Q&A: Sylvia Wulf, CEO, AquaBounty
By Mari-Len De Guzman
With extensive experience in the consumer-packaged goods industry, Sylvia Wulf knows a thing or two about understanding and responding to the needs of consumers. Now at the helm of a company that is redefining sustainable food production through biotechnology, Wulf is taking AquaBounty and the world’s first genetically-engineered seafood – the AquAdvantage salmon – to full commercial production.
Wulf delivered the keynote presentation at RAStech 2019 in Washington, D.C., stressing the importance of RAS and biotechnology in solving the world’s growing food supply challenges.
RAStech caught up with Wulf in an exclusive interview where she offered her thoughts on RAS and the role of science and technology in sustainable food production.
Q: Could you give us an update on commercial production of your AquAdvantage salmon?
Sylvia Wulf: We will have two farms – Indiana (U.S.A.) is one, which is about a 1,200-metric-ton facility that we bought from Bell Aquaculture and have retrofitted. We have conventional or non-transgenic salmon being grown in that facility since last June. We expect to put our AquAdvantage salmon in by the end of (May 2019), so we will be growing those to market weight in Indiana.
We are just completing another grow-out facility that is 250 metric tons on Prince Edward Island (Canada). We will be putting AquAdvantage salmon into the pre-grow out area at the end of (May) as well.
We are not farming conventional salmon in Canada. So both farms will be producing AquAdvantage by the end of May.
Once we harvest the conventional salmon that we have in Indiana we will concentrate solely on AquAdvantage.
PEI is a grow-out facility. We are constructing a broodstock facility as well. It will have both a hatchery, grow-out and broodstock facility on Prince Edward Island. The grow-out facility will be completed in August. We have fish in the pre-grow out tanks by end of (May), and then the broodstock facility we expect to complete sometime next year.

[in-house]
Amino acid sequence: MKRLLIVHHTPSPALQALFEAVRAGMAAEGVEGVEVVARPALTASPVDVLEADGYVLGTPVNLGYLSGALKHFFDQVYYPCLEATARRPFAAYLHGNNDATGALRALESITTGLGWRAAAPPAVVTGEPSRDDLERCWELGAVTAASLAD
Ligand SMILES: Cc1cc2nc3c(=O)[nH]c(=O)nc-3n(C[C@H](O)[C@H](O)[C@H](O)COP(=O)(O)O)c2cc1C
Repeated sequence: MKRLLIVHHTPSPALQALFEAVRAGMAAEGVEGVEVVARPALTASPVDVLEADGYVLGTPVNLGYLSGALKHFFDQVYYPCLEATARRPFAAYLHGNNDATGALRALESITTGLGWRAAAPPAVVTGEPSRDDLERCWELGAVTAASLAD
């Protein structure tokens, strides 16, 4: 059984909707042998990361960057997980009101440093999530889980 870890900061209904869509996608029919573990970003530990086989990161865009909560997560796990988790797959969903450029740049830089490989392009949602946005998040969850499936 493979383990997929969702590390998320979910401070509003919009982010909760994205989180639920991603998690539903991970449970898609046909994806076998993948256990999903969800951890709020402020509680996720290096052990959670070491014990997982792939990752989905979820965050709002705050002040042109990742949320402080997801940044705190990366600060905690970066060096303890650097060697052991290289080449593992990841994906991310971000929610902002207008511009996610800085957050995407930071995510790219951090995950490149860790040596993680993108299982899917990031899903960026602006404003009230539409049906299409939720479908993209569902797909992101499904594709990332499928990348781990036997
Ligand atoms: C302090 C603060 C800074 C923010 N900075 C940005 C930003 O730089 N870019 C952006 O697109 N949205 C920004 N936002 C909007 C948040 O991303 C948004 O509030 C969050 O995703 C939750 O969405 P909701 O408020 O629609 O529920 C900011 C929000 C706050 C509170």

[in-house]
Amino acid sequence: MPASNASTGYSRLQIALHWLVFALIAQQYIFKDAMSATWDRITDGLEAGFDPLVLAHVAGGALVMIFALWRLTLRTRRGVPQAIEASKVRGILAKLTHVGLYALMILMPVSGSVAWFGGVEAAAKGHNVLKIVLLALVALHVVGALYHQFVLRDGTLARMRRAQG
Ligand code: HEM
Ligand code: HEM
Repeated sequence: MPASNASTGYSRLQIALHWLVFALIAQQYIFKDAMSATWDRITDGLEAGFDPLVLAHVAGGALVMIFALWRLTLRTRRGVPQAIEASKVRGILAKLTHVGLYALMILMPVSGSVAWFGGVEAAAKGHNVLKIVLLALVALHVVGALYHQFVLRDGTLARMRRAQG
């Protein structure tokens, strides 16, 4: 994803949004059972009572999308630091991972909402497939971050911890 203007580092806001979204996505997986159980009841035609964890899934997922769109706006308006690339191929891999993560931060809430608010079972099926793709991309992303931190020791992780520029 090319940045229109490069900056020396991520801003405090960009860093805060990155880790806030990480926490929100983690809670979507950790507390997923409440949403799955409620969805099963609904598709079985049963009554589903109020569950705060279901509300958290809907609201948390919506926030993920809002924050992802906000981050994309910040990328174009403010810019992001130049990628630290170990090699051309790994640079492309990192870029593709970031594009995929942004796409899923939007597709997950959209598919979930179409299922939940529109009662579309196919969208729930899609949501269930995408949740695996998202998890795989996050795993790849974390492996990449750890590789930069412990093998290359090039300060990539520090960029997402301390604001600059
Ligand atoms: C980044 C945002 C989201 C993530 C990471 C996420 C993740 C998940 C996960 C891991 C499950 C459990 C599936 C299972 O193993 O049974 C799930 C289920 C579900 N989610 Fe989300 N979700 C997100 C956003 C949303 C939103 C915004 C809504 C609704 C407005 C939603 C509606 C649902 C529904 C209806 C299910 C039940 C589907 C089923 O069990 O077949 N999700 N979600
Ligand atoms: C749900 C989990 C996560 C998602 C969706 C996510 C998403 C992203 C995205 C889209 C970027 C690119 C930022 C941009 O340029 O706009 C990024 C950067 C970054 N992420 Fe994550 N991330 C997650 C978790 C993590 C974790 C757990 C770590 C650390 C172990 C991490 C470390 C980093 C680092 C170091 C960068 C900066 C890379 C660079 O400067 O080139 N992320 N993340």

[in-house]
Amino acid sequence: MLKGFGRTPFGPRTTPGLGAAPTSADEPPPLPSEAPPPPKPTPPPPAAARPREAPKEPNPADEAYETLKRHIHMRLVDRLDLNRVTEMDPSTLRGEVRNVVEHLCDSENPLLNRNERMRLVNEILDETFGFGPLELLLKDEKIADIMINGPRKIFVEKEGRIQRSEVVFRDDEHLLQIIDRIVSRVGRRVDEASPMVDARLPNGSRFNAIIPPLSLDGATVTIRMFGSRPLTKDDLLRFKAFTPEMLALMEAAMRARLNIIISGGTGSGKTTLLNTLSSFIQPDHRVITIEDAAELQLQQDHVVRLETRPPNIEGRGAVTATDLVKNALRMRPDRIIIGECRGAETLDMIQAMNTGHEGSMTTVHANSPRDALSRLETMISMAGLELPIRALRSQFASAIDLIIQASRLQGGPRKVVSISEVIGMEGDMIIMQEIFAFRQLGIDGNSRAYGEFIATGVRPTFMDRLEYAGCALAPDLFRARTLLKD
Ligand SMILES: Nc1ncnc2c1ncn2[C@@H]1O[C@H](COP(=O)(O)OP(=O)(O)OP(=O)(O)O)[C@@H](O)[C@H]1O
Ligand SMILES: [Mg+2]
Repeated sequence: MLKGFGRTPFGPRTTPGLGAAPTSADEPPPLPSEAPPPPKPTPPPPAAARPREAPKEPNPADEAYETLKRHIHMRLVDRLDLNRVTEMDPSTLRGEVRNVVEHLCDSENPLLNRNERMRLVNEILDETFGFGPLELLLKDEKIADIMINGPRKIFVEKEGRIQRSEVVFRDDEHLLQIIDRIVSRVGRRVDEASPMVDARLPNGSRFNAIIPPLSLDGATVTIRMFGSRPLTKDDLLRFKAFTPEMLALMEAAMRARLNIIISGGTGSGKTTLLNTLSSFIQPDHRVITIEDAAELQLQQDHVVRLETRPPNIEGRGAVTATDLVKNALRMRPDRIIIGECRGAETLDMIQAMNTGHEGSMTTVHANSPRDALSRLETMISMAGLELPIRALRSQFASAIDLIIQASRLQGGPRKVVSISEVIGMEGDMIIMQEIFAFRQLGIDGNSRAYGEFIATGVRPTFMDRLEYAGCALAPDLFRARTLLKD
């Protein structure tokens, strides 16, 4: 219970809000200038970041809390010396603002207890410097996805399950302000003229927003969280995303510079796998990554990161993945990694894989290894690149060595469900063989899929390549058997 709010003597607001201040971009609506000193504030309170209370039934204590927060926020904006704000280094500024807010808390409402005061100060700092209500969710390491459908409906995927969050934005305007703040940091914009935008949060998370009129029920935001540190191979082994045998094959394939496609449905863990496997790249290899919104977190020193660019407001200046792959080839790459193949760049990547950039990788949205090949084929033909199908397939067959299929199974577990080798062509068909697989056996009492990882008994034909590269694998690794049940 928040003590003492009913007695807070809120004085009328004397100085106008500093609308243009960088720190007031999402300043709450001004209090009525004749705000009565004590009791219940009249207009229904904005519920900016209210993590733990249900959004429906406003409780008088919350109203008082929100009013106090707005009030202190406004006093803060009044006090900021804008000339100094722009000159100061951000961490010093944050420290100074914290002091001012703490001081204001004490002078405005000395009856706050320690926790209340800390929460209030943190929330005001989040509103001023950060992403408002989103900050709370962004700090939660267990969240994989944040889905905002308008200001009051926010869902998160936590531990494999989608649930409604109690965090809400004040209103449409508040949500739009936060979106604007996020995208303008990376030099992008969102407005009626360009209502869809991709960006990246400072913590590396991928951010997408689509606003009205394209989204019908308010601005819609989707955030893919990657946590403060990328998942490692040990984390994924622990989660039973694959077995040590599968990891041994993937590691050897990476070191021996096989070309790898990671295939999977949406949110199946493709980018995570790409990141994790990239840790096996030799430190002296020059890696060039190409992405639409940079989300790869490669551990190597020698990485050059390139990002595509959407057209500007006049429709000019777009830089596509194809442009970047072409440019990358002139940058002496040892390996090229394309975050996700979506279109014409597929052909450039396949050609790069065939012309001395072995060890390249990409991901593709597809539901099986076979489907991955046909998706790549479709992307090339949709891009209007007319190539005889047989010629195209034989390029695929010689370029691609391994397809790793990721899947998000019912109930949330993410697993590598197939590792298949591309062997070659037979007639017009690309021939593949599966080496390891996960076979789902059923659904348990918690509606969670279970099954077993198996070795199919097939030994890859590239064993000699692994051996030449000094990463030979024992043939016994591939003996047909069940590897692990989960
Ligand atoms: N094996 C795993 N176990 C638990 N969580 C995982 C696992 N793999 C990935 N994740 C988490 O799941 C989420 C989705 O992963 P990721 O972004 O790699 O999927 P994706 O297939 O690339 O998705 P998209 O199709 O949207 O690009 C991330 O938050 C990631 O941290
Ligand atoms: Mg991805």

Q: It’s been a 30-year journey for AquaBounty to finally get regulatory approval for the first genetically-modified seafood in the market. What has been the learning experience throughout that last decade for the company?
SW: I think the journey has been the learning around the regulatory process for something that we’ve never done before. We are the first approved bio-engineered animal in the world. When we went to apply for approval, there was no process for that at the FDA (U.S. Food and Drug Administration). So we helped them create that testing protocol, all the research that was required – and similarly in Canada.
Because we started from scratch, the learning has been how to apply that process for other species, so we will be thinking about things like shrimp and trout, and others that can be genetically edited or modified.
It’s how we take our regulatory expertise and apply it to other products that will require approval.
Q: The success with the regulators is half of the battle for AquaBounty; the other half is winning over the public and gaining public support for what you are trying to do. What is your company’s strategy for changing the public’s perception about genetically modified seafood in general, and AquAdvantage in particular?
SW: The science is sound. The challenge is consumers don’t understand when scientists speak to us. We have the two leading regulatory agencies in the world who have approved this from a safety (perspective) – safe for consumer, safe for the fish, safe for the environment. And 20 years of research studies prove that safety.
What we have to do is help consumers understand, not just that it’s safe, but the benefits associated with genetic modification. Because as I said yesterday, if we continue to limit ourselves to conventional methodology – whether it’s with fish or crops or whatever – we’re shutting the door on being able to feed people and have a positive effect on the environment.
That’s the concern I have with the anti-GMO lobby. It’s that they don’t understand that the science is designed to solve global challenges; but when consumers understand the benefit of genetic modification and gene editing, they immediately get it because those global challenges are much more important. And as long as it’s safe, they’ll eat it.